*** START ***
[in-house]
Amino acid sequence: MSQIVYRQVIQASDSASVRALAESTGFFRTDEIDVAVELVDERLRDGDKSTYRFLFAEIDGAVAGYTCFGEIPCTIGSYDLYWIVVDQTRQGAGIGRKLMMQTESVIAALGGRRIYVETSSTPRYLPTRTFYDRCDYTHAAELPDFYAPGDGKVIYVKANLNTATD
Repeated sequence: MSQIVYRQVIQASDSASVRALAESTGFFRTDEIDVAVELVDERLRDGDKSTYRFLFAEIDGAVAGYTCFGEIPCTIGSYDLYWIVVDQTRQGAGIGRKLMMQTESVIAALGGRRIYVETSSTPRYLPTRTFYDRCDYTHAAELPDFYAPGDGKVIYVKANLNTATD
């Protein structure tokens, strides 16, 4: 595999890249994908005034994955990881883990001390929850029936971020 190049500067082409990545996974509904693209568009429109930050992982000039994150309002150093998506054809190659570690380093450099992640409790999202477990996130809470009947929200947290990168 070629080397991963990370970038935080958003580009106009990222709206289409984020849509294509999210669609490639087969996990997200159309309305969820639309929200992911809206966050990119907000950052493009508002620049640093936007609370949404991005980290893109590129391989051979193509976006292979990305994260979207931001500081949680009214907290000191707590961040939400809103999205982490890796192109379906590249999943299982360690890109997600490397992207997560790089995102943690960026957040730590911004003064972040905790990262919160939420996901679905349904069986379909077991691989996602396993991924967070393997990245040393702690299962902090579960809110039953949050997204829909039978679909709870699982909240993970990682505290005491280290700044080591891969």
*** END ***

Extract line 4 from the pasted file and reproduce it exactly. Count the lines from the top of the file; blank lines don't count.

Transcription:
């Protein structure tokens, strides 16, 4: 595999890249994908005034994955990881883990001390929850029936971020 190049500067082409990545996974509904693209568009429109930050992982000039994150309002150093998506054809190659570690380093450099992640409790999202477990996130809470009947929200947290990168 070629080397991963990370970038935080958003580009106009990222709206289409984020849509294509999210669609490639087969996990997200159309309305969820639309929200992911809206966050990119907000950052493009508002620049640093936007609370949404991005980290893109590129391989051979193509976006292979990305994260979207931001500081949680009214907290000191707590961040939400809103999205982490890796192109379906590249999943299982360690890109997600490397992207997560790089995102943690960026957040730590911004003064972040905790990262919160939420996901679905349904069986379909077991691989996602396993991924967070393997990245040393702690299962902090579960809110039953949050997204829909039978679909709870699982909240993970990682505290005491280290700044080591891969």